Businesses are set to make 2018 a record year when it comes to security spending, Gartner predictions have forecast.
In its latest report, the analyst firm forecasted that security spending will top $96.3 bllion in 2018 - an eight per cent increase from this year, as companies aim to safeguard themselves against the growing cybersecurity threat landscape.
"Overall, a large portion of security spending is driven by an organisation's reaction toward security breaches as more high profile cyberattacks and data breaches affect organisations worldwide," said Ruggero Contu, research director at Gartner.
"Cyberattacks such as WannaCry and NotPetya, and most recently the Equifax breach, have a direct effect on security spend, because these types of attacks last up to three years."
Gartner's forecasts also predict that businesses will be spending more on testing and event management in order to make sure they don't fall victim to a security breach.
The form estimates that by 2020, more than 60 per cent of organisations will have invested in multiple data security tools such as data loss prevention, encryption and data-centric audit and protections tools, up from approximately 35 per cent today, as the focus shifts towards detection and response.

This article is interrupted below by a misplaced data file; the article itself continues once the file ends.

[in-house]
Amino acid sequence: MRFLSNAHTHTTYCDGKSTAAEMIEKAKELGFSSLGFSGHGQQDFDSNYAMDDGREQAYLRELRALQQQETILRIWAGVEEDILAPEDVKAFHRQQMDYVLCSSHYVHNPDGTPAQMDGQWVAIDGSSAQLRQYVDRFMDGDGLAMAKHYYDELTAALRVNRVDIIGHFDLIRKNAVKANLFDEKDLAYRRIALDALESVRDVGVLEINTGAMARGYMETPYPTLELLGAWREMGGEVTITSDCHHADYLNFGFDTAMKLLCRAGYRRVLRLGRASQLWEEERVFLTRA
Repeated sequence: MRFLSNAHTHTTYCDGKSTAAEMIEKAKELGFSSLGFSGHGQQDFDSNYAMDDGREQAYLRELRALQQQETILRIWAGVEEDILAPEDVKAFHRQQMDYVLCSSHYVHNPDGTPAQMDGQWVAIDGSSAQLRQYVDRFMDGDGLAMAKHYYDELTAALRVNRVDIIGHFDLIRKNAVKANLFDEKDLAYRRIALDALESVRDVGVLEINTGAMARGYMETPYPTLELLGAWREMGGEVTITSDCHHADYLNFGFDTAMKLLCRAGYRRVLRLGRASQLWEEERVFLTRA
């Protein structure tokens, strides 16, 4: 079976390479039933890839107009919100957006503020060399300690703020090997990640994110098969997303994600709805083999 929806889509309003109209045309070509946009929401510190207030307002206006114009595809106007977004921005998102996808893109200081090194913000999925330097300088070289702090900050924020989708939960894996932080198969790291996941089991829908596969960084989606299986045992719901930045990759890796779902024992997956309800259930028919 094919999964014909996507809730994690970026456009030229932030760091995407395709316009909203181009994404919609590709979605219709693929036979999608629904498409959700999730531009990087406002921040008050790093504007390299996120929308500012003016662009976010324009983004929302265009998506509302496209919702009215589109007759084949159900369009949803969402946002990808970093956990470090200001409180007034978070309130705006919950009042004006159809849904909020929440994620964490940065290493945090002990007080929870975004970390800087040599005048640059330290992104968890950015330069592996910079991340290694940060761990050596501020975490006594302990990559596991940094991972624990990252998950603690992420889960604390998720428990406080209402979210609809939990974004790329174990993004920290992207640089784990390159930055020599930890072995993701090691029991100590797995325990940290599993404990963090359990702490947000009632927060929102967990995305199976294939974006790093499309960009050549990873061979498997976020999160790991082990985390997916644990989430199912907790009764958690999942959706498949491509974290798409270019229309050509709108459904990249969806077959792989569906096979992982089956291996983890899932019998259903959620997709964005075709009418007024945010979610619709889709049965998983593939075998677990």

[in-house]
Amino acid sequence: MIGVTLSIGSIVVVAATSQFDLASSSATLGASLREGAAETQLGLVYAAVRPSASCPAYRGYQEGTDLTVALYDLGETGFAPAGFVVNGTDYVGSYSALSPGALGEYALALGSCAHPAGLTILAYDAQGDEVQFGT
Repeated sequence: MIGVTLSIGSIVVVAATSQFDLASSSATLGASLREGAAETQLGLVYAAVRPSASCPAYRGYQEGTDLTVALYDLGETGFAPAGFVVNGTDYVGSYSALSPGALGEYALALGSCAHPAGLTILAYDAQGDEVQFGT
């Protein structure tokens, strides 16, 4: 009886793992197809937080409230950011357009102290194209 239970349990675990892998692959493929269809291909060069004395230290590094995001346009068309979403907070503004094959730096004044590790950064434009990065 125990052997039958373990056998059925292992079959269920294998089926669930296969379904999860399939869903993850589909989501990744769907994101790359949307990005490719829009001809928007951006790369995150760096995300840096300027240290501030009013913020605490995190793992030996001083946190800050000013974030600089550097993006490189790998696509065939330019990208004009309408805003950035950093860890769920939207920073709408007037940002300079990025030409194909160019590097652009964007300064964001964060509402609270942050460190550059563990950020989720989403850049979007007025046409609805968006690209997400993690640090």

And with the GDPR deadline less than six months away, increased regulatory scrutiny is also affecting how businesses protect their data.
But with skill sets lacking in many countries, businesses will need to work harder than ever to attract and recruit the right talent - with Gartner also predicting that this change in the landscape will lead to a growth in spending on security outsourcing.
"Skill sets are scarce and therefore remain at a premium, leading organisations to seek external help from security consultants, managed security service providers and outsourcers," Contu added.
"In 2018, spending on security outsourcing services will total $18.5 billion, an 11 per cent increase from 2017. The IT outsourcing segment is the second-largest security spending segment after consulting."